From the basement to the attic – moving a creative mind

As stressful as house moves usually are, there’s something very comforting about them. We can finally sort out the things we no longer need. Some decisions are easier than others. It looks more organized, and we feel relieved to have parted with things. 

Every now and then, we need a move in our creative spirit. Over time, we accumulate so many thoughts, ideas, projects, plans, and resolutions that we lose track of them. What do we actually want? It feels like the phrase “getting in our own way” is born in this chaos. 

The only thing that helps now is cleaning out. Maybe not right here and right now. Sometimes we need some time to let it happen. Sometimes it helps us, as with a house move, to set a firm date for it, i.e., “Saturday at noon is the day to go.”

Until that day, we have some time to prepare for it and maybe already make first notes about projects we still want to do and things we should maybe throw out.  

We act like a mechanic who disassembles a motorcycle into all its parts

On the day of the move, we tackle it. All we need is a sheet of paper and a pen. We record the things we love, things we like to do, and skills we already have or would like to learn in words and pictures. We take a close look at our thoughts, wishes, and ideas for our future to understand what makes us tick. We act like a mechanic who disassembles a motorcycle into all its parts. He wants to know how it works, and he wants to find the defect. There is sand in the gears, and we have to get it out now. (Tip: The term Ikigai comes from the Japanese and is loosely translated as “that which is worth living for.” It describes helpful methods for decluttering and can be found online and in book form).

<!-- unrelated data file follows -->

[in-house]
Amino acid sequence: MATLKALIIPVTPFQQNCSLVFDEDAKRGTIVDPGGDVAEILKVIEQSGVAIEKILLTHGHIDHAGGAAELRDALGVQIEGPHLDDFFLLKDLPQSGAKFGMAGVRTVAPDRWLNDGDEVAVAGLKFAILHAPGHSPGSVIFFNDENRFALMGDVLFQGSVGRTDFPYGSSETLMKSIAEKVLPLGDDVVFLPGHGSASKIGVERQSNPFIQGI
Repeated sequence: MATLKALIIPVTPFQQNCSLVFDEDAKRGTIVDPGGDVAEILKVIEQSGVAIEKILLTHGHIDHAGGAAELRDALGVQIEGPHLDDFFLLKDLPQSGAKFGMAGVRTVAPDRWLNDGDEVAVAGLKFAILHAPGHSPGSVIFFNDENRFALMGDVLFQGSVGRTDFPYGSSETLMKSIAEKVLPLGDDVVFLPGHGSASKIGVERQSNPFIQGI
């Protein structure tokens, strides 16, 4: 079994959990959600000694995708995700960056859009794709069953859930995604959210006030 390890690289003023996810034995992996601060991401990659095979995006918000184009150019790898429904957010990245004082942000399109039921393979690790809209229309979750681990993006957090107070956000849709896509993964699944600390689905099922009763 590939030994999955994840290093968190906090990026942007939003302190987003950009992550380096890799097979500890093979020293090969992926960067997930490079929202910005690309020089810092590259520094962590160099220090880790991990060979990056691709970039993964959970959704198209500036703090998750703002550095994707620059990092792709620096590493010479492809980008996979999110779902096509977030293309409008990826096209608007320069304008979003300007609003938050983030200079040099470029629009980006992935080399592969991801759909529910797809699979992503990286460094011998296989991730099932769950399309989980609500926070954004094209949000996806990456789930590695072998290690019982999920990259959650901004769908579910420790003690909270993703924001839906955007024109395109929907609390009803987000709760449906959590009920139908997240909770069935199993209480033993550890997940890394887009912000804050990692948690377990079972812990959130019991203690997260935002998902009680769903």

In 2011, I made a conscious decision to freelance. While I knew the path was right for me, I struggled with jumping straight into my greatest passion, illustration. Looking back, it was because illustration had always taken up most of my mental “attic.” But it was simply covered up, and I had to clear it out first. There were still many boxes full of exciting alternatives and ideas that I would have liked to pursue further: book design, web design, logo design, t-shirt graphics… But I quickly realized that this is just too much in a world where a day is only 24 hours long. 

In our creative “move,” we look inside every box, bag, and carton and honestly ask ourselves what we want to take into our new life and what is just taking up space.